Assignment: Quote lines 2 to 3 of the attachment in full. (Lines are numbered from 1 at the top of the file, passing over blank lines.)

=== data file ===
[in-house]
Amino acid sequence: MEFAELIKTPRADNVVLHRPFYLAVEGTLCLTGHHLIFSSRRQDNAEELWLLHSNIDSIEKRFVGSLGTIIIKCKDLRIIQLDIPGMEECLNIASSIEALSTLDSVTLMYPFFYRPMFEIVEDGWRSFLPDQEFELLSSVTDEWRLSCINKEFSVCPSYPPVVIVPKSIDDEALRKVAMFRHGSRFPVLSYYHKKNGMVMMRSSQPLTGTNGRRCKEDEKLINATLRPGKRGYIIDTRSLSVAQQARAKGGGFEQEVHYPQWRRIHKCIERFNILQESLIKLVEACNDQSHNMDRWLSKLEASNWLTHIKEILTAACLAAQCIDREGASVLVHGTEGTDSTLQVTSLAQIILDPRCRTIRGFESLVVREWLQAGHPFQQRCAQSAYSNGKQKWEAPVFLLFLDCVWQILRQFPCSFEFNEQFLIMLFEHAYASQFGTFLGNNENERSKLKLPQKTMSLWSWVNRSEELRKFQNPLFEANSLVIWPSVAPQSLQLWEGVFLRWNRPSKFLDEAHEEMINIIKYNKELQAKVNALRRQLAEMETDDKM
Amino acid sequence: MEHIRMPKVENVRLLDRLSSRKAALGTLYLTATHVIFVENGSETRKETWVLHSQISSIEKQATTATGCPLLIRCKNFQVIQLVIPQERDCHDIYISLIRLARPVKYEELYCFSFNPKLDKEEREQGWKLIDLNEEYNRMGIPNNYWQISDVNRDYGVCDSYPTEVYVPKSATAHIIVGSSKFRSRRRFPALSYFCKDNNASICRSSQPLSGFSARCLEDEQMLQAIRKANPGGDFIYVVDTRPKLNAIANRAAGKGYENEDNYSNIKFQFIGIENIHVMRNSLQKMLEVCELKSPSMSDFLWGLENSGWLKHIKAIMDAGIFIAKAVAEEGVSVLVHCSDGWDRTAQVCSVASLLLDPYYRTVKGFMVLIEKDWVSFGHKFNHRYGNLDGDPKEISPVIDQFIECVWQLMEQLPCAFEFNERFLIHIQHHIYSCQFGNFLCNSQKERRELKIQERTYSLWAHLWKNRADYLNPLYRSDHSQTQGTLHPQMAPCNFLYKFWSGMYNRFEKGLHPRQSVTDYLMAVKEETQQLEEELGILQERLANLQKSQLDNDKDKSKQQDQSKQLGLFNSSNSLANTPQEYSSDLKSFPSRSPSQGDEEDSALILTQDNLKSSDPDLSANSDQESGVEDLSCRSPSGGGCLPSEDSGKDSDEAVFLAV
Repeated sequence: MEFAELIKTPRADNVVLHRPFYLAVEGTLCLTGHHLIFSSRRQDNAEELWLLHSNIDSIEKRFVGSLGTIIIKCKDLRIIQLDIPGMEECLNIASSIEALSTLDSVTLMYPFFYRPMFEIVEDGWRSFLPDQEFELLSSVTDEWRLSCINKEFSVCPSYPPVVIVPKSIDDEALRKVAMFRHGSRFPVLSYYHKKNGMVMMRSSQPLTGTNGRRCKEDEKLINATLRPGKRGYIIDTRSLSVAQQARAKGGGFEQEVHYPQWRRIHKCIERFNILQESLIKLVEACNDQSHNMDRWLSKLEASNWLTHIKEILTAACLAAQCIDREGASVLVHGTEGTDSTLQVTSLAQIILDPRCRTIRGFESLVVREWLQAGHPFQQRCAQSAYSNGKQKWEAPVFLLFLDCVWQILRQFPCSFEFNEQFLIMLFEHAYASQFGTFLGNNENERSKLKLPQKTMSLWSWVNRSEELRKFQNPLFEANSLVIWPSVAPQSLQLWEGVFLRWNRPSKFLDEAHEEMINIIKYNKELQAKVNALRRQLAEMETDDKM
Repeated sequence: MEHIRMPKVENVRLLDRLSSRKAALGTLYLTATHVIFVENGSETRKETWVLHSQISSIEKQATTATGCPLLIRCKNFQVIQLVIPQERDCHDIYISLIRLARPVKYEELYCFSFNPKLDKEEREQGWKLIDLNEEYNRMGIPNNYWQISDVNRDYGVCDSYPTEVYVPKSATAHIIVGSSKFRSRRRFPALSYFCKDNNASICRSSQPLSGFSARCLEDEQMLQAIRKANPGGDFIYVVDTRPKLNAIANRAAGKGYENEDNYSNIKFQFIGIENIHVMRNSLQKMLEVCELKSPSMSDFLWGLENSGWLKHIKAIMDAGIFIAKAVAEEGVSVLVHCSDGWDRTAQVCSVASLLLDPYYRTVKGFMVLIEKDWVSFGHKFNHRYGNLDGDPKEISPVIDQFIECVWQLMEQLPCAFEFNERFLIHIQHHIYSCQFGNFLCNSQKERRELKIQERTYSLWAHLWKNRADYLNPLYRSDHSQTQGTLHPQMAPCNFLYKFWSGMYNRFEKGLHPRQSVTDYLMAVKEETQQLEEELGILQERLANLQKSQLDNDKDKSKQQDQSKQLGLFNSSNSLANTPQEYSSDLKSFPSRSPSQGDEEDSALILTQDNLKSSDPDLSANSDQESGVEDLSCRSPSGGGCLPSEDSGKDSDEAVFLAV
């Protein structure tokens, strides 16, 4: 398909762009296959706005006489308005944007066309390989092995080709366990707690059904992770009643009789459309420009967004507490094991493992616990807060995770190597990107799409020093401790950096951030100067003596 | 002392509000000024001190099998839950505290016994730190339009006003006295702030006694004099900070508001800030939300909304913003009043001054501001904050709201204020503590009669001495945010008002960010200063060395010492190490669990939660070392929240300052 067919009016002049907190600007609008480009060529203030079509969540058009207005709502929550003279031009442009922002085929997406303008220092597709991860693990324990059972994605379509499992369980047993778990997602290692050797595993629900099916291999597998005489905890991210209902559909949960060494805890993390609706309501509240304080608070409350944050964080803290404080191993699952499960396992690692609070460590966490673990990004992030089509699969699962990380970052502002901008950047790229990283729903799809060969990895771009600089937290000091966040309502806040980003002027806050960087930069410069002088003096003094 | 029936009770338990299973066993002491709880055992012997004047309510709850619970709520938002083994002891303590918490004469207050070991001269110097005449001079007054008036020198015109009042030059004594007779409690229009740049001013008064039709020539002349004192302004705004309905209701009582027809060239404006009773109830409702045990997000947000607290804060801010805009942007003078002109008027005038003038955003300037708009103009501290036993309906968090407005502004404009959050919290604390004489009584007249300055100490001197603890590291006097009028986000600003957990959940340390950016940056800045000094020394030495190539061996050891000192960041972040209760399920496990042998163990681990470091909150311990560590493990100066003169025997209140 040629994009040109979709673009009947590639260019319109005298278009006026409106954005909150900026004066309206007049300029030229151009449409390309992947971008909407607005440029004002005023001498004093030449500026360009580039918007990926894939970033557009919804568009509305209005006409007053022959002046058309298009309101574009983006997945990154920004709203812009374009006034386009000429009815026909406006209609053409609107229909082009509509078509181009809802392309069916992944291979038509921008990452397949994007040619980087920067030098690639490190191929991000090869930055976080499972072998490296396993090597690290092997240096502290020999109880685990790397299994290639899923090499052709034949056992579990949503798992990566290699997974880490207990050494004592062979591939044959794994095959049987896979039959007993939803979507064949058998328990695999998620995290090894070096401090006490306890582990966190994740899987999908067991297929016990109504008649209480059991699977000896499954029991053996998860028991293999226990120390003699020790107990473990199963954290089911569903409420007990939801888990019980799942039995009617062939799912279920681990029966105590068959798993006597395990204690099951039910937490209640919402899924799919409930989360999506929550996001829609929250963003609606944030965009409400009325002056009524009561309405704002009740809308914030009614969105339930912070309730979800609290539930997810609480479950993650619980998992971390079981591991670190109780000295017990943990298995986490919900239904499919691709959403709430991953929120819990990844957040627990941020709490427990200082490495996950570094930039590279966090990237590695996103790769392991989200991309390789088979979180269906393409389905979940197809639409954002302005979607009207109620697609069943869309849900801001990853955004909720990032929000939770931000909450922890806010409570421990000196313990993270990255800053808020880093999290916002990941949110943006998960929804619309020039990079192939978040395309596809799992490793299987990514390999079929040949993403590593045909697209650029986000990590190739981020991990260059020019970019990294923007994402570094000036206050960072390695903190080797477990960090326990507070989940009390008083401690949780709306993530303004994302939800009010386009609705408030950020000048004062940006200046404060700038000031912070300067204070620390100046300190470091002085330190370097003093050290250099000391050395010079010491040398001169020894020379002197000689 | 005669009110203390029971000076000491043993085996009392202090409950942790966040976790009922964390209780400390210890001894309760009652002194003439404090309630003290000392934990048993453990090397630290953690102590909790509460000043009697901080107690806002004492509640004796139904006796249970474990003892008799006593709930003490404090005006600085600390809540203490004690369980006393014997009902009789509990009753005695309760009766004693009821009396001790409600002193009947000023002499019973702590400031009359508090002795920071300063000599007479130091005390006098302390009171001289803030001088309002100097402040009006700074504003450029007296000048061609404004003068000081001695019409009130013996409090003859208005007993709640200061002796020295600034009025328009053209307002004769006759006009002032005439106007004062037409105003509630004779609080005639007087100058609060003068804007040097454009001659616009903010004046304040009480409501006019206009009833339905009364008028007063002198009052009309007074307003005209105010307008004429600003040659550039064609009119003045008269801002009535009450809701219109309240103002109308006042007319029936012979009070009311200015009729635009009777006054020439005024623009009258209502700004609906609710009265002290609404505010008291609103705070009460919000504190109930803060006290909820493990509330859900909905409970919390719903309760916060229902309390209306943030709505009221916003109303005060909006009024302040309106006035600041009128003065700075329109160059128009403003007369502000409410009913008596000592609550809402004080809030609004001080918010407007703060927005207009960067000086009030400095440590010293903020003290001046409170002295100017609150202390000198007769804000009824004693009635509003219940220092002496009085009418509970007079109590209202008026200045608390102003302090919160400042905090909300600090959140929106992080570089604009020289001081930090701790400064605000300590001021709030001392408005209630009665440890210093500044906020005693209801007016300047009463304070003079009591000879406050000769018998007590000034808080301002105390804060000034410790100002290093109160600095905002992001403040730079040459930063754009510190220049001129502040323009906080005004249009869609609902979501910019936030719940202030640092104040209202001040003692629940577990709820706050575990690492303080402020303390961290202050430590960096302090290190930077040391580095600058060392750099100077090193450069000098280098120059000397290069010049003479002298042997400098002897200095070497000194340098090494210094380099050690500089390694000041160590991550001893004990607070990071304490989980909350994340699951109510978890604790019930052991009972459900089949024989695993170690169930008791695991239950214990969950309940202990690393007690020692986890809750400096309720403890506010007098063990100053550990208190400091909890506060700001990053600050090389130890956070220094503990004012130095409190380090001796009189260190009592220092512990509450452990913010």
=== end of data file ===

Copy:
Amino acid sequence: MEFAELIKTPRADNVVLHRPFYLAVEGTLCLTGHHLIFSSRRQDNAEELWLLHSNIDSIEKRFVGSLGTIIIKCKDLRIIQLDIPGMEECLNIASSIEALSTLDSVTLMYPFFYRPMFEIVEDGWRSFLPDQEFELLSSVTDEWRLSCINKEFSVCPSYPPVVIVPKSIDDEALRKVAMFRHGSRFPVLSYYHKKNGMVMMRSSQPLTGTNGRRCKEDEKLINATLRPGKRGYIIDTRSLSVAQQARAKGGGFEQEVHYPQWRRIHKCIERFNILQESLIKLVEACNDQSHNMDRWLSKLEASNWLTHIKEILTAACLAAQCIDREGASVLVHGTEGTDSTLQVTSLAQIILDPRCRTIRGFESLVVREWLQAGHPFQQRCAQSAYSNGKQKWEAPVFLLFLDCVWQILRQFPCSFEFNEQFLIMLFEHAYASQFGTFLGNNENERSKLKLPQKTMSLWSWVNRSEELRKFQNPLFEANSLVIWPSVAPQSLQLWEGVFLRWNRPSKFLDEAHEEMINIIKYNKELQAKVNALRRQLAEMETDDKM
Amino acid sequence: MEHIRMPKVENVRLLDRLSSRKAALGTLYLTATHVIFVENGSETRKETWVLHSQISSIEKQATTATGCPLLIRCKNFQVIQLVIPQERDCHDIYISLIRLARPVKYEELYCFSFNPKLDKEEREQGWKLIDLNEEYNRMGIPNNYWQISDVNRDYGVCDSYPTEVYVPKSATAHIIVGSSKFRSRRRFPALSYFCKDNNASICRSSQPLSGFSARCLEDEQMLQAIRKANPGGDFIYVVDTRPKLNAIANRAAGKGYENEDNYSNIKFQFIGIENIHVMRNSLQKMLEVCELKSPSMSDFLWGLENSGWLKHIKAIMDAGIFIAKAVAEEGVSVLVHCSDGWDRTAQVCSVASLLLDPYYRTVKGFMVLIEKDWVSFGHKFNHRYGNLDGDPKEISPVIDQFIECVWQLMEQLPCAFEFNERFLIHIQHHIYSCQFGNFLCNSQKERRELKIQERTYSLWAHLWKNRADYLNPLYRSDHSQTQGTLHPQMAPCNFLYKFWSGMYNRFEKGLHPRQSVTDYLMAVKEETQQLEEELGILQERLANLQKSQLDNDKDKSKQQDQSKQLGLFNSSNSLANTPQEYSSDLKSFPSRSPSQGDEEDSALILTQDNLKSSDPDLSANSDQESGVEDLSCRSPSGGGCLPSEDSGKDSDEAVFLAV